00-4p; see also Massachi v. Astrue, 486 F.3d 1149, 1154 n.19
(9th Cir. 2007) (stating that SSR 00-4p explicitly requires the ALJ to
determine whether the VE's testimony deviates from the DOT and whether
there is a reasonable explanation for any deviation). SSR 00-4p
further provides that "[i]f the VE's ... evidence appears to conflict
with the DOT, the adjudicator will obtain a reasonable explanation for
the apparent conflict." SSR 00-4p. An ALJ's failure to ask the VE
about potential conflicts and obtain a reasonable explanation for any
conflicts is harmless error, however, where there is no actual
conflict or where the VE has "provided sufficient support for her
conclusion so as to justify any potential conflicts." Massachi, 486
F.3d at 1154 n.19.
Plaintiff argues that the ALJ erred in determining that he can do the
job of a shoe packer (DOT 920.687-166) because the ALJ found that
plaintiff cannot perform "forceful gripping, grasping, or twisting,
frequent fine manipulation such as keyboarding and gross manipulation
such as opening drawers and carrying files" [AR at 624 (emphasis
added)]. [JS at 4-5.] The Commissioner defines a "frequent" job
requirement as one that exists one-third to two-thirds of the time.
See DOT 920.687-166. The job of shoe packer, however, requires
"handling" (i.e., "seizing, holding, grasping, turning or otherwise
working primarily with the whole hand or hands" [SSR 85-15])
constantly, i.e., two-thirds or more of the time. DOT 920.687-166.
Thus, the DOT description for the job of shoe packer requires seizing,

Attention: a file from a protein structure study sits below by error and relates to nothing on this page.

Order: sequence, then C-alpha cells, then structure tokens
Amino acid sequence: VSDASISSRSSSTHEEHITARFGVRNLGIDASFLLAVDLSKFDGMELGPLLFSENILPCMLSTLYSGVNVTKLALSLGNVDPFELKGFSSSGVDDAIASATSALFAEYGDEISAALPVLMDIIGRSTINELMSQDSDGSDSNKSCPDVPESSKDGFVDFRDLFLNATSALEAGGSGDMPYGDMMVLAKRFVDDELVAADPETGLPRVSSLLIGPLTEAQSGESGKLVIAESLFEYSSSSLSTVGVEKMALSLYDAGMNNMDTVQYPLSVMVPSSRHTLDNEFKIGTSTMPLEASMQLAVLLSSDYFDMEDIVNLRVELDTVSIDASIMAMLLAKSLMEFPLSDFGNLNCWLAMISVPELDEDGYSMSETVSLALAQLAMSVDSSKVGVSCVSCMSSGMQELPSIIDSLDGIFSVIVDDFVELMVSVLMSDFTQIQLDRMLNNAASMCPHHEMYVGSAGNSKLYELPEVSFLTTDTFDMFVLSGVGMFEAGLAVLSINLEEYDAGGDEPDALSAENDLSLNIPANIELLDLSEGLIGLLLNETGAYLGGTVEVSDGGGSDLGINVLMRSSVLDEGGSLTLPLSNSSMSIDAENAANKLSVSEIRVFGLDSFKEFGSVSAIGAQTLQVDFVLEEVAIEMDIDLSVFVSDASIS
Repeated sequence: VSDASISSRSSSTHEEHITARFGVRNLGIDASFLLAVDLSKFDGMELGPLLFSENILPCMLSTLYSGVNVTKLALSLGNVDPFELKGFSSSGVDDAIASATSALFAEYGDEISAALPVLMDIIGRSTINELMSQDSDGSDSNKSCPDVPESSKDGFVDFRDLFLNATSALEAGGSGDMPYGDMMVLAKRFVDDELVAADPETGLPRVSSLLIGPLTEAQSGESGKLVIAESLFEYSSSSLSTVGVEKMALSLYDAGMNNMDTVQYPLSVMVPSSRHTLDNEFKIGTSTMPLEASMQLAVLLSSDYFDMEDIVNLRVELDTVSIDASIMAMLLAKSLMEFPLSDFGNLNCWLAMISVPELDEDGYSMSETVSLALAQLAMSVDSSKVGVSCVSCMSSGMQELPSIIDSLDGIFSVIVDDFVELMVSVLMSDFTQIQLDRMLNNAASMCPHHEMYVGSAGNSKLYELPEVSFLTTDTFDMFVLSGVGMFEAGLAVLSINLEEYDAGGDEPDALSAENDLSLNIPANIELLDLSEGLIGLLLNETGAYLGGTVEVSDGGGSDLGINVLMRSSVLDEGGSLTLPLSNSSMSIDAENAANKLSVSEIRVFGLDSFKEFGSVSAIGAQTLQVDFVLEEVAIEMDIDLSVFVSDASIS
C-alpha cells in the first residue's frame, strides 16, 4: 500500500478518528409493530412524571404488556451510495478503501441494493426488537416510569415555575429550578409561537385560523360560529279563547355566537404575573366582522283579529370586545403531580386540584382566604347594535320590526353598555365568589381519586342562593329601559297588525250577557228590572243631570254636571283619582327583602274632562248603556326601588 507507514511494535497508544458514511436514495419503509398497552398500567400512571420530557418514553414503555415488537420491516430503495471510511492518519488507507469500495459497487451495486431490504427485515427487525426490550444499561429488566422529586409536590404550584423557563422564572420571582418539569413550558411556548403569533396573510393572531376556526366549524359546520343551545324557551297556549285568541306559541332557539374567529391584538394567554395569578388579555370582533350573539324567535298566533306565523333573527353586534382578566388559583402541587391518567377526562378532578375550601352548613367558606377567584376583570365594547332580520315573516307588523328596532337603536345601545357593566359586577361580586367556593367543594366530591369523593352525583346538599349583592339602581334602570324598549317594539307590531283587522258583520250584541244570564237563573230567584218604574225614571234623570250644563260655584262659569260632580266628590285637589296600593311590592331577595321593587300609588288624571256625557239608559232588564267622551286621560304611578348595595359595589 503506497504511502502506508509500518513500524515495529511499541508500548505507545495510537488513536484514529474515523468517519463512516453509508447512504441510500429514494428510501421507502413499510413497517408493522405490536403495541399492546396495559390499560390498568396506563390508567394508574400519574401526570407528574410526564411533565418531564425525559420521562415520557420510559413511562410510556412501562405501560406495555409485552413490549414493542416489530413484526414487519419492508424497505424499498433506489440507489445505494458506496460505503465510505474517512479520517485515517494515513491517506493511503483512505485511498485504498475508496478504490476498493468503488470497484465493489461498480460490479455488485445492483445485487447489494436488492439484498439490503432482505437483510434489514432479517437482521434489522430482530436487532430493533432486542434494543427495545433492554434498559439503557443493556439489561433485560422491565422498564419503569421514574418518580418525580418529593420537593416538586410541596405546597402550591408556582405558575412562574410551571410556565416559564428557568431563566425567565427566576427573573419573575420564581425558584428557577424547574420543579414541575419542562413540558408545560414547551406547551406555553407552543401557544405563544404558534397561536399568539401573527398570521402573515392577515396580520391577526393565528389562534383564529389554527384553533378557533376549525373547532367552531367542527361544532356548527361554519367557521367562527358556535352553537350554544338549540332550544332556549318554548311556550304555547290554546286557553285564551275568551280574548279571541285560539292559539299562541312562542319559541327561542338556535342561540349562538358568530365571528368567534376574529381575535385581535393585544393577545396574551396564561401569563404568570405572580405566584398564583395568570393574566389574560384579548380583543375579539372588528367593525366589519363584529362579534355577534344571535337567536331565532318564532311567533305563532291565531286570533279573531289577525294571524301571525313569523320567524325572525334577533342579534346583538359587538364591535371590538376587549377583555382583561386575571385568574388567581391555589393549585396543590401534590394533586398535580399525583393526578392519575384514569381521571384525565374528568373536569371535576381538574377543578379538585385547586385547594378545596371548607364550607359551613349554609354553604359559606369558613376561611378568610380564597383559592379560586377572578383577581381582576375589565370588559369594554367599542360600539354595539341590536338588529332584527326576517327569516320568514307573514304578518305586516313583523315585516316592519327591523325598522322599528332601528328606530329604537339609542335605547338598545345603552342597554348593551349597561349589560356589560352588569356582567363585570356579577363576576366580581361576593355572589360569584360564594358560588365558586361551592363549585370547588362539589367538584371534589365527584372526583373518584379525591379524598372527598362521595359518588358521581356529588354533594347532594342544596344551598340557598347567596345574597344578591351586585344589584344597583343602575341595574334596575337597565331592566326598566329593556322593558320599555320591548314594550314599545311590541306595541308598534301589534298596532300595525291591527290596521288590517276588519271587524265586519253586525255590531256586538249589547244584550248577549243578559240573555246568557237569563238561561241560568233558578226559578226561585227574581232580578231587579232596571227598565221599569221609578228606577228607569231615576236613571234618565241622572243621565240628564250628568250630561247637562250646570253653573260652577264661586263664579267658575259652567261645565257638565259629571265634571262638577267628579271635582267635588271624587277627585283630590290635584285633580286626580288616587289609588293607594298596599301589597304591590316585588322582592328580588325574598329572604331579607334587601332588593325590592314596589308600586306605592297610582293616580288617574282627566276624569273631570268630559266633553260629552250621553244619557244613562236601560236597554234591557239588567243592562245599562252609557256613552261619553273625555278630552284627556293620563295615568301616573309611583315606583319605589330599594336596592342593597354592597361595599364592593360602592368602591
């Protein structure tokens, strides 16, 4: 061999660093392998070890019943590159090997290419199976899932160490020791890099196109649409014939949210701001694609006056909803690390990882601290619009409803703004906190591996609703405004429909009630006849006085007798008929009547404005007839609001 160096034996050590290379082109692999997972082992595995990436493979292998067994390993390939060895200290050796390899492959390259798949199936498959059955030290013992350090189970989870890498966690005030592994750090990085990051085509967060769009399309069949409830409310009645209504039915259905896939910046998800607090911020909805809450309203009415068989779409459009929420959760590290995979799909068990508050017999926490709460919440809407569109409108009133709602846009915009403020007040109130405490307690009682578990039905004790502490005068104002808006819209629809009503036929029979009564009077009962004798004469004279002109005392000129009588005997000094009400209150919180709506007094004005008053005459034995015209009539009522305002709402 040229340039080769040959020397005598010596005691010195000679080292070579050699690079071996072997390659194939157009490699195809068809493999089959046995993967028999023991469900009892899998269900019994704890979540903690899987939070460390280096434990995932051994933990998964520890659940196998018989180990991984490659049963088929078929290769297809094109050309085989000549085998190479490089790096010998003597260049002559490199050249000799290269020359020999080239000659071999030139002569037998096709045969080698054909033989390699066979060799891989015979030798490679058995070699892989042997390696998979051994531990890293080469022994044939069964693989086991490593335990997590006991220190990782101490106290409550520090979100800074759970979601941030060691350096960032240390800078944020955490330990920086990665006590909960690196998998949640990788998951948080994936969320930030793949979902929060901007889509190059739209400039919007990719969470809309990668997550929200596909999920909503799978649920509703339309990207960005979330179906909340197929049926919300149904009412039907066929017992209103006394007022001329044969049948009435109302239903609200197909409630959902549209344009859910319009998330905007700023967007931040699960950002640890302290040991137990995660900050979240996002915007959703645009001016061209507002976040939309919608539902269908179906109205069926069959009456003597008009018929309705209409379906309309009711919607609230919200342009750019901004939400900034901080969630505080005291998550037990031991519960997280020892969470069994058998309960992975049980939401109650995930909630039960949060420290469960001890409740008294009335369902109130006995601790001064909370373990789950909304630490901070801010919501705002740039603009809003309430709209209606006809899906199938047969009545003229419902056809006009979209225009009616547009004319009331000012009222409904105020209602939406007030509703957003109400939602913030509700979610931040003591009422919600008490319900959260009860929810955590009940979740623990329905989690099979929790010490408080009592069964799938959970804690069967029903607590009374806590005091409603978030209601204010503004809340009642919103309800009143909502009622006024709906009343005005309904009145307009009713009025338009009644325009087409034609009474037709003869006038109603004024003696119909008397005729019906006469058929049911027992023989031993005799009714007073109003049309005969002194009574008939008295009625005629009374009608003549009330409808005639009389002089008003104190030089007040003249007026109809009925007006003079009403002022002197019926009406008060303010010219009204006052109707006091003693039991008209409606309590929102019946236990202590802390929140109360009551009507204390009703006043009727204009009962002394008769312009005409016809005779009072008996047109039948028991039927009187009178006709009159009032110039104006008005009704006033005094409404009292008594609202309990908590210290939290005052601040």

holding, grasping, turning, and/or other actions with the hands that
are in excess of the ALJ's RFC determination for plaintiff.*fn5
While the VE testified that
there was no conflict between his testimony that an individual with
this limitation, and all the other limitations the ALJ found that
plaintiff has, can perform the job of shoe packer, the VE did not
provide a reasonable explanation for the conflict. Thus, it was error
for the ALJ to rely on the VE's testimony to conclude that plaintiff
can perform this job. See Pinto, 249 F.3d at 846
Plaintiff also contends that the ALJ erred in determining that he can
do the job of an electronics worker (DOT 726.687-010) because, while
the ALJ found that plaintiff cannot perform jobs requiring
hypervigilance, the job of electronics worker involves the use of
power tools to perform various tasks, and also involves toxic caustic
chemicals occasionally, i.e., up to one-third of the time. See DOT
726.687-010. Defendant argues that plaintiff's assertion that the job
"might be required to use hypervigilance" is speculative as to the
requirements of the job, and that such speculation "is insufficient to
supersede" the VE's statement that his testimony was consistent with
the DOT. [JS at 8.] However, the VE did not provide, and the ALJ did
not elicit, any explanation for how an individual's preclusion from
hypervigilance is consistent with the performance of a job requiring
the use of power tools and occasionally involving toxic caustic
chemicals. The ALJ did not point to any persuasive evidence to support
this deviation, and thus he did not properly rely on the VE's
testimony to find that plaintiff can perform this job.*fn6
VI. REMAND FOR FURTHER PROCEEDINGS
As a general rule, remand is warranted where additional administrative proceedings could remedy defects in the Commissioner's decision. See Harman v. Apfel, 211 F.3d 1172, 1179 (9th Cir.), cert. denied, 531 U.S. 1038 (2000); Kail v. Heckler, 722 F.2d 1496, 1497 (9th Cir. 1984). In this case, remand is appropriate to properly determine whether plaintiff can perform the jobs of shoe packer and electronics worker. The ALJ is instructed to take whatever further action is deemed appropriate and consistent with this decision.
Accordingly, IT IS HEREBY ORDERED that: (1) plaintiff's request for remand is granted; (2) the decision of the Commissioner is reversed; and (3) this action is remanded to defendant for further proceedings consistent with this Memorandum Opinion.
This Memorandum Opinion and Order is not intended for publication, nor is it intended to be included in or submitted to any online service such as Westlaw or Lexis.